My, but it has been a long time. The buying, making, wrapping, finishing-touching and food purchasing tend to take up a lot of one's time when one and one's husband will have visited with 60-odd relatives over the course of two days.
Yes, we tried to put a lid on the gift-giving by donating to charities instead. Didn't take; now we donate to charity and give each other presents. I don't think it's an over-commercialization of Christmas thing in our families though. I think it's just that we can't resist the urge to share with the people we love. We think of the look on Mom's face when she opens this package and it's all over.
Plus, all of us crafty folks have to do something with this toilet paper cozy we made.
Also, my mom is a sucker for fairly traded handy-crafts from folks in third-world countries, so we always find ornaments or jewelry made from recycled trash and elephant dung in our stockings. When my sister pulled the necklace of lovely newspaper beads out of her stocking this year, my mom informed us that this piece was made by a colony of Ethiopian women with leprosy. After which the beads were suddenly on the other side of the room. While one might logically know that one can't get leprosy from a trash necklace, that doesn't make it any easier to have leper jewelry around your neck.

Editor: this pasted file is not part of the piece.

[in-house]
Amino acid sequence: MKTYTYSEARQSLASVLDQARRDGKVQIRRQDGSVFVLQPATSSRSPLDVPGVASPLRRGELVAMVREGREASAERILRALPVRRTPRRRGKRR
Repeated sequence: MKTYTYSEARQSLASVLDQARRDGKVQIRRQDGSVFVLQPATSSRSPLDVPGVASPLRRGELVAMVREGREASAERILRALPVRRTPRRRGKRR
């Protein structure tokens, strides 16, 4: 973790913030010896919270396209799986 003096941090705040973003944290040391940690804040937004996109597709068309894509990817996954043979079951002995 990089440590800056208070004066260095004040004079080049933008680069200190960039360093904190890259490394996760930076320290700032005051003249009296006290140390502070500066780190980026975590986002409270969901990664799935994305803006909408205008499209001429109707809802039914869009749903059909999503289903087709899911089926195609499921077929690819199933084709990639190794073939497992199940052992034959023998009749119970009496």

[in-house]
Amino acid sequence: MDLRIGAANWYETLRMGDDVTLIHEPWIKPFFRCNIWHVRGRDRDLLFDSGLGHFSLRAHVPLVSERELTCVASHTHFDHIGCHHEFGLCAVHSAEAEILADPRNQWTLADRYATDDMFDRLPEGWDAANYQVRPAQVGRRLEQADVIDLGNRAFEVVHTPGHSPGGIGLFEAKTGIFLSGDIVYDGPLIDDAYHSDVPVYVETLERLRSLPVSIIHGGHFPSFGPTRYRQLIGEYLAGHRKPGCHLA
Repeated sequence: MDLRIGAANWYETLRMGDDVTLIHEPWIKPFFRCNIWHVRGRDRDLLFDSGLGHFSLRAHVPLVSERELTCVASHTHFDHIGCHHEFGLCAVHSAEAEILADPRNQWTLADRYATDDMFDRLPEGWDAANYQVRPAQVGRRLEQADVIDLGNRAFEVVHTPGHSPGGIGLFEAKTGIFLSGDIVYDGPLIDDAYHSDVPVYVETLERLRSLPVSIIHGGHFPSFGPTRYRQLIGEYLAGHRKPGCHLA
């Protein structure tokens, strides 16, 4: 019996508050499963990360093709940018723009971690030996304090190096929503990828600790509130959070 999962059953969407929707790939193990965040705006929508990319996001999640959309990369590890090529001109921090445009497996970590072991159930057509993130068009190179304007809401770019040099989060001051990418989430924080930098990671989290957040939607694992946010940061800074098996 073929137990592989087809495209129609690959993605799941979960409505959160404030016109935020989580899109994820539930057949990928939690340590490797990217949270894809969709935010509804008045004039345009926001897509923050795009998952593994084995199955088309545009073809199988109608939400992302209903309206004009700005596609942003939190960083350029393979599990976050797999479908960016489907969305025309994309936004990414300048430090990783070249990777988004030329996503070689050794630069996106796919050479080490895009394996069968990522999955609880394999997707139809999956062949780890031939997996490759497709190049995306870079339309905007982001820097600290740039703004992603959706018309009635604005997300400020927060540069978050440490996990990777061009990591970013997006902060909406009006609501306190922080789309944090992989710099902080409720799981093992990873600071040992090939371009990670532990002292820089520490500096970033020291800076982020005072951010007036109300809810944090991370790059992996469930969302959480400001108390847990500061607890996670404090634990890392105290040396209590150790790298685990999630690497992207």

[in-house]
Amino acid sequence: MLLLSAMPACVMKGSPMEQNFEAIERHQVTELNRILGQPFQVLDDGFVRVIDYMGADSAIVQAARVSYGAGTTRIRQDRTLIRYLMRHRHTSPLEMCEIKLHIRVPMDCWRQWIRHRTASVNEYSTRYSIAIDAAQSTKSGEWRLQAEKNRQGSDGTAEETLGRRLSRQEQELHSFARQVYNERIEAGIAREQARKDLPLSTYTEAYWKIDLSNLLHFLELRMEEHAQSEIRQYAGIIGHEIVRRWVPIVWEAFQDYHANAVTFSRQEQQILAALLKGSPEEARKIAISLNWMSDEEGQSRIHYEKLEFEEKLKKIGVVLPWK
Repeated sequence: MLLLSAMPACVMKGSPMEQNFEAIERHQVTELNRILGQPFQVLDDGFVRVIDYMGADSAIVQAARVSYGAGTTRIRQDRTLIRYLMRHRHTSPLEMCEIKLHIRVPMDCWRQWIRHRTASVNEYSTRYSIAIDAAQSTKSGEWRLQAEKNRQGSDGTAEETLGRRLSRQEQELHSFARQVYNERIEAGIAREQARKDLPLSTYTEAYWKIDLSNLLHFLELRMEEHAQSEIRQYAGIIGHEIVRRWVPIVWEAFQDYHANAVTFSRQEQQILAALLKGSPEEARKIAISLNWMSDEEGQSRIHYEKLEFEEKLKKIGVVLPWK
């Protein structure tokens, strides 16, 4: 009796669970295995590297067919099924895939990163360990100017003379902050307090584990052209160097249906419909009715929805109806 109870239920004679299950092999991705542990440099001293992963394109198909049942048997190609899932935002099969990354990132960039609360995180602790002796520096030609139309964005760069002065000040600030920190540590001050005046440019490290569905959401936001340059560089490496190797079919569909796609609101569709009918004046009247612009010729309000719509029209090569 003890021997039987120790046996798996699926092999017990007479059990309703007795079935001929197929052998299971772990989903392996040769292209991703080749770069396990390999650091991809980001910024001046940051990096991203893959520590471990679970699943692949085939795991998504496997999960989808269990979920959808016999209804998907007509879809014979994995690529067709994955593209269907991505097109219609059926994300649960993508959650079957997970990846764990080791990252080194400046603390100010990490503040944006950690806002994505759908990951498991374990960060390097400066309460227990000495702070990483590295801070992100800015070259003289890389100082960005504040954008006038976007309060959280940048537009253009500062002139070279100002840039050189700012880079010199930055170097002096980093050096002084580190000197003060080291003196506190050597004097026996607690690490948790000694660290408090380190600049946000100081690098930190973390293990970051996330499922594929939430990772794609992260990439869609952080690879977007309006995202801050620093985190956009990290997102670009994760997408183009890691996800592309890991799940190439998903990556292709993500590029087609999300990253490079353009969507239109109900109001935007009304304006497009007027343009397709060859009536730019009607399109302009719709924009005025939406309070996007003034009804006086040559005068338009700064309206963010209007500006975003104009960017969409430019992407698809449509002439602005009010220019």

But I digress as usual.
Well, another battle in the War on Christmas is on the books, and it looks like the heathens lost once again. One day the 5% of Americans who don't celebrate Christmas will emerge victorious. One day.
So now the great endangered holiday is over, and it is time to put the righteous holiday greeting indignation on the shelf beside the Christmas lights.
Or, we could stop behaving like petulant children and realize it's okay for different people to wish each other season's greetings in different ways. Just as saying hola or aloha is not an attack on the English language; just as saying gesundheit isn't an attack on blessing people; just as saying she's at peace now instead of he's in a better place isn't an attack on heaven; choosing to say happy holidays is not an attack on Christmas.
Although going ape on a person or place of business for wishing you happiness is kind of an attack on the spirit of Christmas. And free speech. And, you know, behaving like a civilized adult.
Or perhaps you should gird your loins for a battle Christians really are losing without even knowing they're losing it. It's the battle on Easter.
Once, my dad was at church and wished an old woman a happy Easter. The woman whirled around on him and said "Easter is a pagan holiday. It's Resurrection Sunday." She's right. The word Easter refers to Ēostre (or Ostara), an Anglo-Saxon goddess celebrated in feasts throughout the month of April. Chances are good that the Easter Bunny, Easter Eggs, and several of the other customs associated with Easter go back to Ēostre celebrations.
Take your holiday back, Jesus lovers! Don't let the pagans win!